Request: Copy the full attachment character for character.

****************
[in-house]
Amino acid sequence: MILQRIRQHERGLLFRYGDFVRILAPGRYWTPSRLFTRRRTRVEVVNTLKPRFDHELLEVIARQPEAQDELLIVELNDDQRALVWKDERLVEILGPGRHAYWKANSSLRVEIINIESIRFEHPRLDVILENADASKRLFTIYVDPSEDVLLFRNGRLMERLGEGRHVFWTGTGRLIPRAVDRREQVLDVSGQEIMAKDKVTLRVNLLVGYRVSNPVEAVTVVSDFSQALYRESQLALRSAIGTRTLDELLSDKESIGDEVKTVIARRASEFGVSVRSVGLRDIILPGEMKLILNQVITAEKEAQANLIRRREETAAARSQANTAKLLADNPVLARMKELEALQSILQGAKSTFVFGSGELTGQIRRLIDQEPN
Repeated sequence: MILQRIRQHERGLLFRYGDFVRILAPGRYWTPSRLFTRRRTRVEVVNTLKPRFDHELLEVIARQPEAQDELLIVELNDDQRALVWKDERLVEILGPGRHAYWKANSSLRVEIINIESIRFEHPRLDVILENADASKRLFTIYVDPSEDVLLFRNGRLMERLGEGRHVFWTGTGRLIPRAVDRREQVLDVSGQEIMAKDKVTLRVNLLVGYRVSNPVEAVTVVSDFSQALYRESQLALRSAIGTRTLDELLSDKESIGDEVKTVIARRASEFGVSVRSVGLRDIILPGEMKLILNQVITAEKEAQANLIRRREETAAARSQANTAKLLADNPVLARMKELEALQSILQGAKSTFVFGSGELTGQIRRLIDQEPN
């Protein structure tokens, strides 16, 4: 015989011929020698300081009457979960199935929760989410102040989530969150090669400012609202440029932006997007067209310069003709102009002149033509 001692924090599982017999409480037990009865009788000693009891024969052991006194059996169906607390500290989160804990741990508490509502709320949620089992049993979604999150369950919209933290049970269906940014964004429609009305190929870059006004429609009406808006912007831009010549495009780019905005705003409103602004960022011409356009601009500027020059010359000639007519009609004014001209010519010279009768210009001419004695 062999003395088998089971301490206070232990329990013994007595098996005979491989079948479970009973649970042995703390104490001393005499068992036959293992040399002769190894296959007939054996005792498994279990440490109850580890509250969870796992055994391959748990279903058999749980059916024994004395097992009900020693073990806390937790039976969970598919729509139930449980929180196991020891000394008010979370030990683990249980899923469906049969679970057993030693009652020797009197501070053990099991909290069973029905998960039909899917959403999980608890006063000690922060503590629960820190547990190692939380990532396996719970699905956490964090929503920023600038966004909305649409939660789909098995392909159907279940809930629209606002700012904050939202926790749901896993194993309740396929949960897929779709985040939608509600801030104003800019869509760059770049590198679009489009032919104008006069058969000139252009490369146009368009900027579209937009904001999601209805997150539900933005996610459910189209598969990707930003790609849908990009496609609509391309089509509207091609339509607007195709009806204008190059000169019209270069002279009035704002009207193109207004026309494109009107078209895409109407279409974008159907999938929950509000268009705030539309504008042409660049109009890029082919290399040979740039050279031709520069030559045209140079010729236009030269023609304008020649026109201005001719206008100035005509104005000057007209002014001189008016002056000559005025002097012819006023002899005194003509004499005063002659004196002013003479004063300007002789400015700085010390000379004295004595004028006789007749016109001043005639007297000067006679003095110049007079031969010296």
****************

[in-house]
Amino acid sequence: MILQRIRQHERGLLFRYGDFVRILAPGRYWTPSRLFTRRRTRVEVVNTLKPRFDHELLEVIARQPEAQDELLIVELNDDQRALVWKDERLVEILGPGRHAYWKANSSLRVEIINIESIRFEHPRLDVILENADASKRLFTIYVDPSEDVLLFRNGRLMERLGEGRHVFWTGTGRLIPRAVDRREQVLDVSGQEIMAKDKVTLRVNLLVGYRVSNPVEAVTVVSDFSQALYRESQLALRSAIGTRTLDELLSDKESIGDEVKTVIARRASEFGVSVRSVGLRDIILPGEMKLILNQVITAEKEAQANLIRRREETAAARSQANTAKLLADNPVLARMKELEALQSILQGAKSTFVFGSGELTGQIRRLIDQEPN
Repeated sequence: MILQRIRQHERGLLFRYGDFVRILAPGRYWTPSRLFTRRRTRVEVVNTLKPRFDHELLEVIARQPEAQDELLIVELNDDQRALVWKDERLVEILGPGRHAYWKANSSLRVEIINIESIRFEHPRLDVILENADASKRLFTIYVDPSEDVLLFRNGRLMERLGEGRHVFWTGTGRLIPRAVDRREQVLDVSGQEIMAKDKVTLRVNLLVGYRVSNPVEAVTVVSDFSQALYRESQLALRSAIGTRTLDELLSDKESIGDEVKTVIARRASEFGVSVRSVGLRDIILPGEMKLILNQVITAEKEAQANLIRRREETAAARSQANTAKLLADNPVLARMKELEALQSILQGAKSTFVFGSGELTGQIRRLIDQEPN
């Protein structure tokens, strides 16, 4: 015989011929020698300081009457979960199935929760989410102040989530969150090669400012609202440029932006997007067209310069003709102009002149033509 001692924090599982017999409480037990009865009788000693009891024969052991006194059996169906607390500290989160804990741990508490509502709320949620089992049993979604999150369950919209933290049970269906940014964004429609009305190929870059006004429609009406808006912007831009010549495009780019905005705003409103602004960022011409356009601009500027020059010359000639007519009609004014001209010519010279009768210009001419004695 062999003395088998089971301490206070232990329990013994007595098996005979491989079948479970009973649970042995703390104490001393005499068992036959293992040399002769190894296959007939054996005792498994279990440490109850580890509250969870796992055994391959748990279903058999749980059916024994004395097992009900020693073990806390937790039976969970598919729509139930449980929180196991020891000394008010979370030990683990249980899923469906049969679970057993030693009652020797009197501070053990099991909290069973029905998960039909899917959403999980608890006063000690922060503590629960820190547990190692939380990532396996719970699905956490964090929503920023600038966004909305649409939660789909098995392909159907279940809930629209606002700012904050939202926790749901896993194993309740396929949960897929779709985040939608509600801030104003800019869509760059770049590198679009489009032919104008006069058969000139252009490369146009368009900027579209937009904001999601209805997150539900933005996610459910189209598969990707930003790609849908990009496609609509391309089509509207091609339509607007195709009806204008190059000169019209270069002279009035704002009207193109207004026309494109009107078209895409109407279409974008159907999938929950509000268009705030539309504008042409660049109009890029082919290399040979740039050279031709520069030559045209140079010729236009030269023609304008020649026109201005001719206008100035005509104005000057007209002014001189008016002056000559005025002097012819006023002899005194003509004499005063002659004196002013003479004063300007002789400015700085010390000379004295004595004028006789007749016109001043005639007297000067006679003095110049007079031969010296």